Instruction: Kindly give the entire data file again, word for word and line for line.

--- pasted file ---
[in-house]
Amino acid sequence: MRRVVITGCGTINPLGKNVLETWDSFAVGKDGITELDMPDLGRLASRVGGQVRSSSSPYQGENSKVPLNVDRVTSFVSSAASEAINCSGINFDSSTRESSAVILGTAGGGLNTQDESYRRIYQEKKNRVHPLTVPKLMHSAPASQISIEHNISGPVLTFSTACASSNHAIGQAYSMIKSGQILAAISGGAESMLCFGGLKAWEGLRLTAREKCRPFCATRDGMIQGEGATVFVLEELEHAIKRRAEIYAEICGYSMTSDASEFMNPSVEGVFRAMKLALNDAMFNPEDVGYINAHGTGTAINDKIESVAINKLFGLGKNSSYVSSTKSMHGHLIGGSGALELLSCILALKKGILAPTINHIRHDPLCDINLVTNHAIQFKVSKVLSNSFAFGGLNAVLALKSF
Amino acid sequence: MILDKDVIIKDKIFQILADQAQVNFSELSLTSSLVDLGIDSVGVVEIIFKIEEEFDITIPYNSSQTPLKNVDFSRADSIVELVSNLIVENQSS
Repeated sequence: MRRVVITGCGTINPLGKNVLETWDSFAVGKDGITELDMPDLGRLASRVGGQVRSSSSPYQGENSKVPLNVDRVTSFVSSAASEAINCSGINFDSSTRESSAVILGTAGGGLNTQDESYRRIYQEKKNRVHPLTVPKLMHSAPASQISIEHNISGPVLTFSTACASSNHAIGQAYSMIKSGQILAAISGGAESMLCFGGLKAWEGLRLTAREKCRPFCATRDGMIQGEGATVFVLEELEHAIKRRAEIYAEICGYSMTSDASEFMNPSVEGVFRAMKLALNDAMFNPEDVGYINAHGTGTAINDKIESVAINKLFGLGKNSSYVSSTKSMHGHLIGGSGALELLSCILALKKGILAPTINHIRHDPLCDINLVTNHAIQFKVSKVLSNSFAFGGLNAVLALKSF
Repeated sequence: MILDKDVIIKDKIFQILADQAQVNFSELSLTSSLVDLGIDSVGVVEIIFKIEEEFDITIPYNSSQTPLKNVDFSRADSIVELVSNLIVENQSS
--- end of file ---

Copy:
[in-house]
Amino acid sequence: MRRVVITGCGTINPLGKNVLETWDSFAVGKDGITELDMPDLGRLASRVGGQVRSSSSPYQGENSKVPLNVDRVTSFVSSAASEAINCSGINFDSSTRESSAVILGTAGGGLNTQDESYRRIYQEKKNRVHPLTVPKLMHSAPASQISIEHNISGPVLTFSTACASSNHAIGQAYSMIKSGQILAAISGGAESMLCFGGLKAWEGLRLTAREKCRPFCATRDGMIQGEGATVFVLEELEHAIKRRAEIYAEICGYSMTSDASEFMNPSVEGVFRAMKLALNDAMFNPEDVGYINAHGTGTAINDKIESVAINKLFGLGKNSSYVSSTKSMHGHLIGGSGALELLSCILALKKGILAPTINHIRHDPLCDINLVTNHAIQFKVSKVLSNSFAFGGLNAVLALKSF
Amino acid sequence: MILDKDVIIKDKIFQILADQAQVNFSELSLTSSLVDLGIDSVGVVEIIFKIEEEFDITIPYNSSQTPLKNVDFSRADSIVELVSNLIVENQSS
Repeated sequence: MRRVVITGCGTINPLGKNVLETWDSFAVGKDGITELDMPDLGRLASRVGGQVRSSSSPYQGENSKVPLNVDRVTSFVSSAASEAINCSGINFDSSTRESSAVILGTAGGGLNTQDESYRRIYQEKKNRVHPLTVPKLMHSAPASQISIEHNISGPVLTFSTACASSNHAIGQAYSMIKSGQILAAISGGAESMLCFGGLKAWEGLRLTAREKCRPFCATRDGMIQGEGATVFVLEELEHAIKRRAEIYAEICGYSMTSDASEFMNPSVEGVFRAMKLALNDAMFNPEDVGYINAHGTGTAINDKIESVAINKLFGLGKNSSYVSSTKSMHGHLIGGSGALELLSCILALKKGILAPTINHIRHDPLCDINLVTNHAIQFKVSKVLSNSFAFGGLNAVLALKSF
Repeated sequence: MILDKDVIIKDKIFQILADQAQVNFSELSLTSSLVDLGIDSVGVVEIIFKIEEEFDITIPYNSSQTPLKNVDFSRADSIVELVSNLIVENQSS